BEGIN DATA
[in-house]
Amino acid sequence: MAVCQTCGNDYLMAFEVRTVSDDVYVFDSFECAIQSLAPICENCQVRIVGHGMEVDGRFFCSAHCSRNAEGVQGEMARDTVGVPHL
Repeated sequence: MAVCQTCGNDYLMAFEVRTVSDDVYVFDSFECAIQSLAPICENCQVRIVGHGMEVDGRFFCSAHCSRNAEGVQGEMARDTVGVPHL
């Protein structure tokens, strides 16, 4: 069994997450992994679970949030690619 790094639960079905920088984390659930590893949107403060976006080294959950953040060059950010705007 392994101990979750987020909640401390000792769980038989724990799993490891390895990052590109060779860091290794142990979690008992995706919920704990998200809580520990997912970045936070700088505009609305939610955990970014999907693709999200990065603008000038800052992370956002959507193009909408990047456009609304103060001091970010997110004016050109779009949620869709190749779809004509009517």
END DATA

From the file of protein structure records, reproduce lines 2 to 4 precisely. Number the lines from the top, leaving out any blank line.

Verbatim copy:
Amino acid sequence: MAVCQTCGNDYLMAFEVRTVSDDVYVFDSFECAIQSLAPICENCQVRIVGHGMEVDGRFFCSAHCSRNAEGVQGEMARDTVGVPHL
Repeated sequence: MAVCQTCGNDYLMAFEVRTVSDDVYVFDSFECAIQSLAPICENCQVRIVGHGMEVDGRFFCSAHCSRNAEGVQGEMARDTVGVPHL
């Protein structure tokens, strides 16, 4: 069994997450992994679970949030690619 790094639960079905920088984390659930590893949107403060976006080294959950953040060059950010705007 392994101990979750987020909640401390000792769980038989724990799993490891390895990052590109060779860091290794142990979690008992995706919920704990998200809580520990997912970045936070700088505009609305939610955990970014999907693709999200990065603008000038800052992370956002959507193009909408990047456009609304103060001091970010997110004016050109779009949620869709190749779809004509009517």